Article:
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Increase in wildfire smoke brings poor air quality to Umatilla County, Hazy air predicted through Wednesday

Contact Information: Umatilla County Health Department
George Murdock, Interim Director, (541) 278-5432
Sharon Waldern, Clinic Supervisor, (541) 278-5432

For Immediate Release

Umatilla County – Smoke from the South Fork Complex and the Bald Sisters Fire on the Malheur National Forest will bring smoky air to Pendleton and Hermiston areas this week. Pendleton is expected to get more smoke than Hermiston. Smoke will increase throughout the day spreading into Hermiston causing widespread haze, but then start to settle into the valleys by late evening.

“Smoke conditions can change rapidly depending on wind speed and direction, so it is important for people to monitor air quality levels throughout the day. Wildfire smoke may increase the risk of illness especially for older adults, young children, and people with asthma, respiratory, or heart conditions,” said Sharon Waldern, UCHD Clinic Supervisor. “We encourage people to limit their outdoor activities when air quality levels are moderate to unhealthy.”

Overall smoke levels will likely decline to the Moderate and Unhealthy for Sensitive Groups by this afternoon and remain in these ranges throughout the forecast period, with the exception of Western Umatilla County which should see some clearing overnight, before degrading again to moderate tomorrow. Pendleton will remain in the Moderate and Unhealthy for Sensitive Groups through Wednesday.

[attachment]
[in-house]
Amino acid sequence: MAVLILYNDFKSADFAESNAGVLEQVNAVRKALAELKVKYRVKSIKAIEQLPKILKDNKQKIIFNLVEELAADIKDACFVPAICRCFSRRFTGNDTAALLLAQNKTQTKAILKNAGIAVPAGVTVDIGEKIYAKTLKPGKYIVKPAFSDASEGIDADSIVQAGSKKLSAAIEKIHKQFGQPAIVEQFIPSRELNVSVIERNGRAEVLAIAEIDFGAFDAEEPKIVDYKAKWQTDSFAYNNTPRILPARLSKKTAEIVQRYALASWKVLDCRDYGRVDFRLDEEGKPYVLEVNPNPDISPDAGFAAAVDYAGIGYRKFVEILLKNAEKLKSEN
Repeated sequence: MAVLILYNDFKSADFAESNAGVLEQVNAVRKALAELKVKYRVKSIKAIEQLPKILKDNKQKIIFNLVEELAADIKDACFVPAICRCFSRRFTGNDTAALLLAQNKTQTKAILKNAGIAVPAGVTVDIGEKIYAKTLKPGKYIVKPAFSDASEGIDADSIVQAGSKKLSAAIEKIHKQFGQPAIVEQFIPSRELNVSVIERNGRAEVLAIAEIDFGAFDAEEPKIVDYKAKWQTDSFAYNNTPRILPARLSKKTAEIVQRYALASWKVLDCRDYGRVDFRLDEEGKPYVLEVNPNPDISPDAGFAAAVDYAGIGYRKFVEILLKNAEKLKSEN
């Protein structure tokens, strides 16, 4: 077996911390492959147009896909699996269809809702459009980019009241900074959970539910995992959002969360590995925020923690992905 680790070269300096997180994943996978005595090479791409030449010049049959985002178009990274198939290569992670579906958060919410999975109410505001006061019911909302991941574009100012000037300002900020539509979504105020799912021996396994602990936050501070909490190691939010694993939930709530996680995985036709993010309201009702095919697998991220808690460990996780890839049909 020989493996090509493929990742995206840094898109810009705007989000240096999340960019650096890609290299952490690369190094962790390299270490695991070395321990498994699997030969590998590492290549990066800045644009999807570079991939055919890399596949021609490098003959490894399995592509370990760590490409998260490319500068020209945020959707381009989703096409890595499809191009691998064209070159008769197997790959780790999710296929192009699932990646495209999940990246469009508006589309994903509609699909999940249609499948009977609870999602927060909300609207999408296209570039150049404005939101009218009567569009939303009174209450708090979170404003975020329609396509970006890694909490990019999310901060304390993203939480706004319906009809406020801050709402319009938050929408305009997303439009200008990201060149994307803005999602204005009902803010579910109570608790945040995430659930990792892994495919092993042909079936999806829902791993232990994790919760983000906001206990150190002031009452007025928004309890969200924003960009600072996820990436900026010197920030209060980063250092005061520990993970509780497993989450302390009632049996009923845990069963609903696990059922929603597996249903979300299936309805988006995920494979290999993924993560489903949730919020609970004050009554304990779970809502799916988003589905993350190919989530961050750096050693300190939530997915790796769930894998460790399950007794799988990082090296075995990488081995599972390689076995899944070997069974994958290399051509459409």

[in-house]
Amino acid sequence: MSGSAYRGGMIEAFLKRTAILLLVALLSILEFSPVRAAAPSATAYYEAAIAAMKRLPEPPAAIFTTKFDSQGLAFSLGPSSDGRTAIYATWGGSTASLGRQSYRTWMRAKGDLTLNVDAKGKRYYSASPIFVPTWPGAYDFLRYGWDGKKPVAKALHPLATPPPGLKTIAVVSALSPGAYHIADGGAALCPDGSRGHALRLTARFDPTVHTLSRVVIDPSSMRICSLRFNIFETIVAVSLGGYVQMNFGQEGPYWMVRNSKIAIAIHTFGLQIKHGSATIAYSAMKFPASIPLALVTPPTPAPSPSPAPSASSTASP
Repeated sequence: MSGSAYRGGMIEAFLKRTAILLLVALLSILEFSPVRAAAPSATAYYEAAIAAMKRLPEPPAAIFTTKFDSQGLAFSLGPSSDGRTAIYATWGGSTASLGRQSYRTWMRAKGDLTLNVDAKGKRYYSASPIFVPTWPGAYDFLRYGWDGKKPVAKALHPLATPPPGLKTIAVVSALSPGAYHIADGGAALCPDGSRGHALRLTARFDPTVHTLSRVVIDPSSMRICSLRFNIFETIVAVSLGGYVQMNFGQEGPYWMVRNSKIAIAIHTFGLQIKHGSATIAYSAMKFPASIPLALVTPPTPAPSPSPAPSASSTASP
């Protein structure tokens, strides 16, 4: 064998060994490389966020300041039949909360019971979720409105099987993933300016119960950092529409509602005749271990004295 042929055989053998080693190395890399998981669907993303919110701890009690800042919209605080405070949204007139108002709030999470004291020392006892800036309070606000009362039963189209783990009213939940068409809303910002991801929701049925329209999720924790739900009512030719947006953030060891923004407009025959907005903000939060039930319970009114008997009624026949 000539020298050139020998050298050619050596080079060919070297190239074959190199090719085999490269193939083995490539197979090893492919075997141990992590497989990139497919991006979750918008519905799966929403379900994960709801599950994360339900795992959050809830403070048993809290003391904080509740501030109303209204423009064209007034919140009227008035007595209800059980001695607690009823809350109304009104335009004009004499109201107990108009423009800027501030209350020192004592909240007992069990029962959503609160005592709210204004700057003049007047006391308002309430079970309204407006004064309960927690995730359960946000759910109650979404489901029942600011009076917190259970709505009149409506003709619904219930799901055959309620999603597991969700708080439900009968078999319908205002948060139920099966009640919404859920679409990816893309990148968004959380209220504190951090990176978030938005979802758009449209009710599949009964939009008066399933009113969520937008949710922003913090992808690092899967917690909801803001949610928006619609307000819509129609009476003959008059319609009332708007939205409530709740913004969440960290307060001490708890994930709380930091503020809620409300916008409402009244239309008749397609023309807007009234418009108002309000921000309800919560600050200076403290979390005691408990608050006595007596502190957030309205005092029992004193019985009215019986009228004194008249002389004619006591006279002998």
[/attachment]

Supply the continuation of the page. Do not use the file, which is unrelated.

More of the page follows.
Tomorrow, winds will shift out of the southwest, and the fires in the Central Cascades (Logging Unit, Bear Butte, and Nene Fires) and the Columbia River Gorge (Rowena Fire) will begin bringing smoke into Hermiston by late morning. The South Fork Complex will bring smoke into Pendleton. Widespread smoke will continue for Umatilla County until about 10 pm, when the smoke starts settling into the valleys.

Wednesday will bring some relief to Hermiston as the winds over the Cascades and from the Rowena Fire will shift from the northwest, but the Pendleton will still be smoky due to smoke from the South Fork and Bald Sisters fires.

What the public can do to protect themselves from harmful wildfire smoke:
Commissioner Murdock urges county residents to take the following precautions to avoid health problems if hot, smoky conditions affect our area:
  • Be aware of smoke concentrations in your area. Residents can get the latest information by visiting the Oregon Smoke blog: or call 2-1-1 Info.
  • Avoid outdoor activities when air quality is unhealthy and hazardous. Those with heart or lung problems, as well as young children, are especially vulnerable.
  • Avoid smoke either by leaving the area or protecting yourself by staying indoors and closing all windows and doors.
  • Reduce other sources of indoor air pollution such as burning cigarettes and candles, using gas, propane, wood burning stoves and furnaces, cooking, and vacuuming.
  • Individuals with heart disease or lung diseases such as asthma should follow their health care provider’s advice about prevention and treatment of symptoms.

How healthy is the air in your community?
Check DEQ’s Air Quality Index to see real-time air monitoring data from monitors placed around Oregon.
Conduct a visual assessment: People can conduct a visual assessment of nearby conditions to quickly get a sense of air quality levels. Generally, if you can see up to 15 miles, the air quality is probably good. If you can see less than one mile, the air quality is very unhealthy and everyone should avoid outdoor activities.

For more information on using the visibility index during wildfires, visit
For information on smoke and wildfires in Oregon, visit .